• precheckers: a list of the names of programs to be run when prechecking the correctness of the code. Currently only "pylint" and "mypy" are supported. Default: ["pylint"].

• prelude: a possibly multi-line string that is inserted into the file after any imports and other template-generated code but before the student answer (and before the _prefix.py file, if supplied).

• proscribedbuiltins: this is a list of the Python built-in functions that cannot be used. Default: ["exec", "eval"].

• proscribedconstructs: this is a list of Python constructs (if, while, def, slice, listcomprehension, etc) that must not appear in the student's program.

• proscribedfunctions: this is a list of functions (sum, product, etc) that must not appear in the student's program. Default: []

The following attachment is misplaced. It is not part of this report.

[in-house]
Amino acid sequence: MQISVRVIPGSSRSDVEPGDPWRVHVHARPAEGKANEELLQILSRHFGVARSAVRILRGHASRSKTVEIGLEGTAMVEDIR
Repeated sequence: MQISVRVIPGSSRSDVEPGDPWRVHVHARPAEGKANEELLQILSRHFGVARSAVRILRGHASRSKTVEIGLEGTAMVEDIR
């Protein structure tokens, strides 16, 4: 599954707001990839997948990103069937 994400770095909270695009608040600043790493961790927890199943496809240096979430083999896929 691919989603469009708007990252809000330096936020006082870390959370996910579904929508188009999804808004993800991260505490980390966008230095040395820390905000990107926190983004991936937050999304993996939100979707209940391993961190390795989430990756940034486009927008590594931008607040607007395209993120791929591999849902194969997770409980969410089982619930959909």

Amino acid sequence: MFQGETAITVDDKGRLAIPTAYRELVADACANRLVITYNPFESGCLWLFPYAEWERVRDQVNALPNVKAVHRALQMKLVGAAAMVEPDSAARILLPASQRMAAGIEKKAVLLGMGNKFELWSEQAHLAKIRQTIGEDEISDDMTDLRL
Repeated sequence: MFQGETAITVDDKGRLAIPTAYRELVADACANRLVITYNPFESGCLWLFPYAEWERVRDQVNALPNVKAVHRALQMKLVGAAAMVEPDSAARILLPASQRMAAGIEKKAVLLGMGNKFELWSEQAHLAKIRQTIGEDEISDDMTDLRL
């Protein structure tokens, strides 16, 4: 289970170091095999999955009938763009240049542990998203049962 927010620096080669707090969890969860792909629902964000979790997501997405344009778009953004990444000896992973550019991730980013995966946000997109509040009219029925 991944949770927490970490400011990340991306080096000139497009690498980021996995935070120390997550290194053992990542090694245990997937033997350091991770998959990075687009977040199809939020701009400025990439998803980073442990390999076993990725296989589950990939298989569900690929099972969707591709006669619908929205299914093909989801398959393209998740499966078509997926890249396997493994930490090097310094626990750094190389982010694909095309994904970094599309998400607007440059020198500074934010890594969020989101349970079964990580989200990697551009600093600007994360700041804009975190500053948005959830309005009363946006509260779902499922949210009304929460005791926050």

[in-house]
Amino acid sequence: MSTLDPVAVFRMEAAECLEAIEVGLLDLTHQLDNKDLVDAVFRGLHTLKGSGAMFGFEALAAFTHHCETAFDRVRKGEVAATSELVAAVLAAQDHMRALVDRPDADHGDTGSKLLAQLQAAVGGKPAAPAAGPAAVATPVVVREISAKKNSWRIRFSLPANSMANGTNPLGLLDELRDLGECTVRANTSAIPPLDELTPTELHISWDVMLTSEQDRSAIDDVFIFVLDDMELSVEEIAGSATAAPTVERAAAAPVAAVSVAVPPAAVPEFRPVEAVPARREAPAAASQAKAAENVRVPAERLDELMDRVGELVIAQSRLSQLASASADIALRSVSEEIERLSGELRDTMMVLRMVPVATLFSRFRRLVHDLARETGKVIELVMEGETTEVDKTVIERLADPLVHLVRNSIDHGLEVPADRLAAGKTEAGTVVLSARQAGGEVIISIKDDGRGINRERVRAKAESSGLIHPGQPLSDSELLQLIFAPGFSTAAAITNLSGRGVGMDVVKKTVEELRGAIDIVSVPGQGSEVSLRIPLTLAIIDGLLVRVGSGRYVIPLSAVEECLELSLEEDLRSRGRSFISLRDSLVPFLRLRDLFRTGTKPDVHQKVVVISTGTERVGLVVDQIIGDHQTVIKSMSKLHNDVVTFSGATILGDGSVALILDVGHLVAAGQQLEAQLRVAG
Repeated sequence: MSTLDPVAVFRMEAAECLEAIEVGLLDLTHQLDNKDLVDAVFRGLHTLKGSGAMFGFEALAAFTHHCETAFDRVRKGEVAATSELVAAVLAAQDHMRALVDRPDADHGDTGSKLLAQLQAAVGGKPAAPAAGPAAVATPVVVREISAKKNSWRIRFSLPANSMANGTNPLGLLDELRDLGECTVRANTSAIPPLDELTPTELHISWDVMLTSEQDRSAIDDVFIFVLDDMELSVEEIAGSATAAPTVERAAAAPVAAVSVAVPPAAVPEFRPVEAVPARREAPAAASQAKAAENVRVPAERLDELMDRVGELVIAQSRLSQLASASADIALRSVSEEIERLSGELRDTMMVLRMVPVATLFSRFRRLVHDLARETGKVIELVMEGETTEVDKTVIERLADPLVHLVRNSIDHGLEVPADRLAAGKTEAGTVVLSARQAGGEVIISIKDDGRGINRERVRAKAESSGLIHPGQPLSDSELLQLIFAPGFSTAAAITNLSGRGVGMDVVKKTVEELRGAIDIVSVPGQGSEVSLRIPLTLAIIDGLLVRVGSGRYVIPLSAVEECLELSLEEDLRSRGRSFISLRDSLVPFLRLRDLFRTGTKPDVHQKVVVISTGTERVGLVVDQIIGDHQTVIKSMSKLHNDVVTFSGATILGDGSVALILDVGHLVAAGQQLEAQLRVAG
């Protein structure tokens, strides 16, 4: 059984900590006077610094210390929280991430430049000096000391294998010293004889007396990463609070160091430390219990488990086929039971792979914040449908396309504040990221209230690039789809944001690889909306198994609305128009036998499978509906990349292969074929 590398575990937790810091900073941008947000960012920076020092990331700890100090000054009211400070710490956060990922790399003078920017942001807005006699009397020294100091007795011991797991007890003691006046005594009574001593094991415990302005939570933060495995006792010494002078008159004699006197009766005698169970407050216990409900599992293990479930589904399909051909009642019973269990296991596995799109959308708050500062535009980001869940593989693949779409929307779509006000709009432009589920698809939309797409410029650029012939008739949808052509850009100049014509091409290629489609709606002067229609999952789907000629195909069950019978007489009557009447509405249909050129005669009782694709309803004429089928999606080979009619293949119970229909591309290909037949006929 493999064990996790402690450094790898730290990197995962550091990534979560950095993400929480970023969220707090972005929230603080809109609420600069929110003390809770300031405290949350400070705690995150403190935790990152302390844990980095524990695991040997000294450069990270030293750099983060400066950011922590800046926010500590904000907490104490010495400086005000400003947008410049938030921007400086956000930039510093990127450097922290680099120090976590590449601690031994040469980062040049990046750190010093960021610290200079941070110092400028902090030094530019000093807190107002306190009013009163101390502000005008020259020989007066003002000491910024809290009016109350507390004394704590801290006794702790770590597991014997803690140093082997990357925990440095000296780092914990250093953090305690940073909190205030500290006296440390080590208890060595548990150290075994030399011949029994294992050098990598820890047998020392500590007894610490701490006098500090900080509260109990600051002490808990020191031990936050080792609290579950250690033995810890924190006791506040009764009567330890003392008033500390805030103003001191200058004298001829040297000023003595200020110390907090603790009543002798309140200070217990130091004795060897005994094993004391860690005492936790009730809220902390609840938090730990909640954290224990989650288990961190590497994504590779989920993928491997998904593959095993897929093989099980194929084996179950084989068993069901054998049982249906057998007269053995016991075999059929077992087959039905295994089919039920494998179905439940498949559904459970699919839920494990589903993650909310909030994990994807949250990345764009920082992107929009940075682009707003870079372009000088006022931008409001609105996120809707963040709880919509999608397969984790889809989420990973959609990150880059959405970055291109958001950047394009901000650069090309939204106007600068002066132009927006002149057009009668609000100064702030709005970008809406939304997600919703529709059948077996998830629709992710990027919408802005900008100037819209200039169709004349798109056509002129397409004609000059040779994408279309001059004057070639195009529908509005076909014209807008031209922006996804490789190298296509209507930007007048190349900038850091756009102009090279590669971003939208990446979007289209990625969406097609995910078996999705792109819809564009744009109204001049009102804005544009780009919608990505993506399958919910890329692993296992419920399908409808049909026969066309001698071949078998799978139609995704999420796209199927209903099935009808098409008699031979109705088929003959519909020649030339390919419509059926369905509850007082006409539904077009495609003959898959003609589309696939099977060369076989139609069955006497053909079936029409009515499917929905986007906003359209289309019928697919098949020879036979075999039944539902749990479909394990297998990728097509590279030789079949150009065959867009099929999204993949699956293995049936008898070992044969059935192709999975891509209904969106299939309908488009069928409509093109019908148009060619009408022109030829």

• proscribedsubstrings: this is a list of strings that must not appear anywhere in the student's program (even in comments). Default: []

• pylintoptions. A list of strings to be added to the default list of options to pylint (relevant only if "pylint" is specified as one of the precheckers). For example, the Template parameters string in the question authoring form might be set to
{"isfunction": false, "pylintoptions":["--max-statements=20","--max-args=3"]}
to suppress the insertion of a dummy module docstring at the start and to set the maximum number of statements and arguments for each function to 20 and 3 respectively. Default options:

• "--disable=C0303,C0325,C0330,R0903,R0915,star-args,unbalanced-tuple-unpacking,consider-using-enumerate,simplifiable-if-statement,consider-iterating-dictionary,trailing-newlines"
• "--enable=C0326"
• "--good-names=i,j,k,n,s,c,_"
• requiredconstructs: this is a list of Python constructs (if, while, def, etc) that must appear in the student's program. Default: []